Last major update issued on August 14, 2004 at 05:00 UTC.
[Solar and geomagnetic data - last month (updated daily)]
[Solar wind and electron fluence charts (updated daily)]
[Solar cycles 21-23 (last update August 2, 2004)]
[Solar cycles 1-20]
[Graphical comparison of cycles 21, 22 and 23 (last update August 2, 2004)]
[Graphical comparison of cycles 2, 10, 13, 17, 20 and 23 (last update August 2, 2004)]
[Historical solar and geomagnetic data charts 1954-2004 (last update April 28, 2004)]
[Archived reports (last update August 10, 2004)]
The geomagnetic field was quiet to unsettled on August 13. Solar wind speed ranged between 363 and 495 km/sec.
Solar flux measured at 20h UTC on 2.8 GHz was 148.6 (influenced by a C4 flare at the time, values at 17 or 23h UTC near 140
should probably be used instead). The planetary A
index was 9 (STAR Ap - based on the mean of three hour interval ap indices: 9.4).
Three hour interval K indices: 22213233 (planetary), 22122323 (Boulder).
The background x-ray flux is at the class C1 level.
At midnight there were 4 spotted regions on the visible disk. The solar flare activity level was high. A total of 13 C, 5 M and 1 X class events was recorded during the day.
Region 10656 gained some penumbra on the leader spots and in the southeastern part. Quite a few small spots disappeared
and decay was observed in the central part of the region. The positive magnetic area to the southwest of the central penumbra
became better organized and extended into the negative polarity area in the north and east. Further major flares are possible. Flares:
C2.2 at 01:02, C1.9 at 02:55, C4.6 at 06:47, M1.2 at 07:29, C2.4 at 09:43, M1.1/1F at 12:09, C8.6/1F at 15:16, C2.3 at 16:58, very
impulsive X1.0/1N at 18:12, impulsive M6 at 18:18 (unreported by SEC, the center of this flare was slightly to the northwest of
the X1 event and probably triggered by that event), C4.0 at 20:00, C3.5 at 23:07, long duration C8.6 peaking at 23:18, M3.0 at
23:43 and M2.8 at 23:50 UTC.
Region 10657 decayed slowly and quietly.
Region 10660 decayed with the trailing spot becoming very small.
Region 10661 rotated fully into view at the northeast limb. Both spots have positive polarity. Bright plage is observed in the northeast over the spotless negative polarity area.
August 11-12: No obviously Earth directed CMEs were detected in LASCO images.
August 13: While there were no significant CMEs associated with the M and X class flares in region 10656, difference movies indicate small CMEs over the south pole and the southwest limb.
Coronal hole history (since late October 2002)
Compare today's report with the situation one solar rotation ago: 28 days ago 27 days ago 26 days ago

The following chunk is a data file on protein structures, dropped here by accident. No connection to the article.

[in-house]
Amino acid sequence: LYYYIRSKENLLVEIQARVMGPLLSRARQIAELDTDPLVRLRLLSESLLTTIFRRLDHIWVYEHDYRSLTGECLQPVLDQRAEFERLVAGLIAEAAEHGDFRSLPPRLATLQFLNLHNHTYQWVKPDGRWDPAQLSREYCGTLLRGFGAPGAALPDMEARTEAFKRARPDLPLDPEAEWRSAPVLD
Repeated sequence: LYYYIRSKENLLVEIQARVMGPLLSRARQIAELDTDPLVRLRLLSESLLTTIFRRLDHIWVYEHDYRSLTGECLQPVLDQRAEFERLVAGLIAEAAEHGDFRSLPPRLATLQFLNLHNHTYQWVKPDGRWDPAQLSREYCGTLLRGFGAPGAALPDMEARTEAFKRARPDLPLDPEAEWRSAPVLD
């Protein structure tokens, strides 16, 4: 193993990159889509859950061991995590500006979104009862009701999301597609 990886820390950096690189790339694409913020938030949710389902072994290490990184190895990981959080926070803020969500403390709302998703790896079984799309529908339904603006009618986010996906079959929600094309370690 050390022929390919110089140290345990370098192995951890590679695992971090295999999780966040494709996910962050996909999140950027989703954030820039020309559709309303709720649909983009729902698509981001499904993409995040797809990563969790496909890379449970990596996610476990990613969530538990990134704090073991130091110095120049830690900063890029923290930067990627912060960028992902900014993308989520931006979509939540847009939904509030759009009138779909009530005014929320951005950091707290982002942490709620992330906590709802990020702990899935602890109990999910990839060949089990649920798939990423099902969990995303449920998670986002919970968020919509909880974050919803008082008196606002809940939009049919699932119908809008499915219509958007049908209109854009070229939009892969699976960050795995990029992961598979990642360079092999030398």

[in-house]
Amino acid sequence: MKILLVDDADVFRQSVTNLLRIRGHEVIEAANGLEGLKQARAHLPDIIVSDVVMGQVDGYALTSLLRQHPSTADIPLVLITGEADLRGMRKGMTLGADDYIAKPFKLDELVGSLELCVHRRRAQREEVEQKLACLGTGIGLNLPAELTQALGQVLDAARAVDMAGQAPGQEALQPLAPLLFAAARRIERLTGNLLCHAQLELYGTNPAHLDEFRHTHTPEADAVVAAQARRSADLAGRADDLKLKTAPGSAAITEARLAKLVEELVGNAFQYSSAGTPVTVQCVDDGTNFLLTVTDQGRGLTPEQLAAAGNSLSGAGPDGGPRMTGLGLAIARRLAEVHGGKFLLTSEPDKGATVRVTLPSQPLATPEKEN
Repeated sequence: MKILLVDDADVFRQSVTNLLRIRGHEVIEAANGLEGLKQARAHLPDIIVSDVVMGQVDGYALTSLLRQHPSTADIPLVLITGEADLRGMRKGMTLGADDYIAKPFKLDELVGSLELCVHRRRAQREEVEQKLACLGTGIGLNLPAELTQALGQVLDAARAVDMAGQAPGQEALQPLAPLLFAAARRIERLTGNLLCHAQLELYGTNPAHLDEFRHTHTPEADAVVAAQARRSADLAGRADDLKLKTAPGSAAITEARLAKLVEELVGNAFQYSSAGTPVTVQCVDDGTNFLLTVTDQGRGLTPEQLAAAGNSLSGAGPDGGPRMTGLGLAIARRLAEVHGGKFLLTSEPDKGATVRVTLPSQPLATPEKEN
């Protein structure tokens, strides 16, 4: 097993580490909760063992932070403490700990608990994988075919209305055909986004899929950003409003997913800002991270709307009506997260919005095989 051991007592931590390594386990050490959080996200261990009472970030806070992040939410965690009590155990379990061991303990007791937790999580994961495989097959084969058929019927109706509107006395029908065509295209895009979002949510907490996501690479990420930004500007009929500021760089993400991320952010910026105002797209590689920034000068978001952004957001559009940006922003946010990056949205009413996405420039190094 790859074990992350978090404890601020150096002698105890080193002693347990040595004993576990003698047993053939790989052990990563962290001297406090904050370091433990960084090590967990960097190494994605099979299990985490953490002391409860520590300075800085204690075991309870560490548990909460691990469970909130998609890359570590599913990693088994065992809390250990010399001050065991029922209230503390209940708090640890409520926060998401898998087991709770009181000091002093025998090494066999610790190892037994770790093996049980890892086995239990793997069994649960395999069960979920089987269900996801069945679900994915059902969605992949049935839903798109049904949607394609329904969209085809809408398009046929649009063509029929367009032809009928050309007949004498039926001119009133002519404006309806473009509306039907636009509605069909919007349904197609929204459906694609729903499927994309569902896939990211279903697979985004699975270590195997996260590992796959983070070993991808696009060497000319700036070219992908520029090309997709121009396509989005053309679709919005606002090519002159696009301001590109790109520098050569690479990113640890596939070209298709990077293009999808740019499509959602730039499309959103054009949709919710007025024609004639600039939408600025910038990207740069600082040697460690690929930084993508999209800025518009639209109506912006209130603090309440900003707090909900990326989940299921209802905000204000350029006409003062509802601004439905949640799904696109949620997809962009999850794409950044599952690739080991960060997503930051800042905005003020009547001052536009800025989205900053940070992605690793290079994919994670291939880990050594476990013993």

No obvious coronal holes are currently approaching geoeffective positions.
Processed SOHO/EIT 284 image at 01:06 UTC on August 14. The darkest areas on the solar disk are likely coronal holes.
The geomagnetic field is expected to be quiet to unsettled on August 14-16.
|Coronal holes (1)||Coronal mass ejections (2)||M and X class flares (3)|
1) Effects from a coronal hole could reach Earth within the next 5 days. When the high speed stream has arrived
the color changes to green.
2) Material from a CME is likely to impact Earth within 96 hours.
3) There is a possibility of either M or X class flares within the next 48 hours.
Green: 0-20% probability, Yellow: 20-60% probability, Red: 60-100% probability.
Long distance low and medium frequency (below 2 MHz) propagation along east-west paths over high and upper middle latitudes is poor to fair. Propagation along long distance north-south paths is fair. Trans Atlantic propagation conditions are monitored every night on 1470 kHz. Dominant stations tonight: none, Radio Cristal del Uruguay, Radio Vibración (Venezuela), Radio Rafaela (Argentina) and Rádio Papacasa (Brazil) were all noted at different times. A brief and intense opening was noted towards Uruguay at local sunrise with Radio Internacional (Uruguay) best on 1480 kHz. Several stations from North America were heard after midnight UTC, 1510 WWZN and 1650 Radio Disney had the best signals.
Compare to the previous day's image.
Data for all numbered solar regions according to the Solar Region Summary provided by NOAA/SEC. Comments are my own, as is the STAR spot count (spots observed at or inside a few hours before midnight) and data for regions not numbered by SEC or where SEC has observed no spots. SEC active region numbers in the table below and in the active region map above are the historic SEC/USAF numbers.
|Active region||Date numbered||SEC
|Location at midnight||Area||Classification||Comment|
classification was CSO
|Total spot count:||110||77|
flux at Earth
|International sunspot number||Smoothed sunspot number|
cycle 23 sunspot max.
|2004.02||107.0||45.8||(49.1 predicted, -2.9)|
|2004.03||112.0||49.1||(46.5 predicted, -2.6)|
|2004.04||101.2||39.3||(44.3 predicted, -2.2)|
|2004.05||99.8||41.5||(41.0 predicted, -3.3)|
|2004.06||97.4||43.2||(38.2 predicted, -2.8)|
|2004.07||119.1||51.0||(36.3 predicted, -1.9)|
|2004.08||106.2 (1)||33.5 (2)||(34.9 predicted, -1.4)|
1) Running average based on the daily 20:00 UTC observed solar flux value at 2800 MHz.
2) Unofficial, accumulated value based on the Boulder (NOAA/SEC) sunspot number. The official international sunspot number is typically 30-50% less.
This report has been prepared by Jan Alvestad. It is based partly on my own observations and analysis, and partly on data from some of these solar data sources. All time references are to the UTC day. Comments and suggestions are always welcome.